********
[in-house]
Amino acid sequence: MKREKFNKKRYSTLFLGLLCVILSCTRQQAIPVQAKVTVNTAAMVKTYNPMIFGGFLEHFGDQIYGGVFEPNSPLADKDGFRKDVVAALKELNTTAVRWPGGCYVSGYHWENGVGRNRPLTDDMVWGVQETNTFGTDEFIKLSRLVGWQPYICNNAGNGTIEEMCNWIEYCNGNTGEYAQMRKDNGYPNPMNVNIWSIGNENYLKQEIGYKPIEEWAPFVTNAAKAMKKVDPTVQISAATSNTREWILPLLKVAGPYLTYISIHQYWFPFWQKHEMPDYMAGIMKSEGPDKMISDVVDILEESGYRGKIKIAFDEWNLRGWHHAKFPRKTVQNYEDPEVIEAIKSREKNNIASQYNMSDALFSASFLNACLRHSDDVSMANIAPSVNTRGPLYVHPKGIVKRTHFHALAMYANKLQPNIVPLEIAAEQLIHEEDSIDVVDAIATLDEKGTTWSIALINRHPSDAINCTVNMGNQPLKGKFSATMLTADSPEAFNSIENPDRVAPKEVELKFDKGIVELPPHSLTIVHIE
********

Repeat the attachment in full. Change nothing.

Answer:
[in-house]
Amino acid sequence: MKREKFNKKRYSTLFLGLLCVILSCTRQQAIPVQAKVTVNTAAMVKTYNPMIFGGFLEHFGDQIYGGVFEPNSPLADKDGFRKDVVAALKELNTTAVRWPGGCYVSGYHWENGVGRNRPLTDDMVWGVQETNTFGTDEFIKLSRLVGWQPYICNNAGNGTIEEMCNWIEYCNGNTGEYAQMRKDNGYPNPMNVNIWSIGNENYLKQEIGYKPIEEWAPFVTNAAKAMKKVDPTVQISAATSNTREWILPLLKVAGPYLTYISIHQYWFPFWQKHEMPDYMAGIMKSEGPDKMISDVVDILEESGYRGKIKIAFDEWNLRGWHHAKFPRKTVQNYEDPEVIEAIKSREKNNIASQYNMSDALFSASFLNACLRHSDDVSMANIAPSVNTRGPLYVHPKGIVKRTHFHALAMYANKLQPNIVPLEIAAEQLIHEEDSIDVVDAIATLDEKGTTWSIALINRHPSDAINCTVNMGNQPLKGKFSATMLTADSPEAFNSIENPDRVAPKEVELKFDKGIVELPPHSLTIVHIE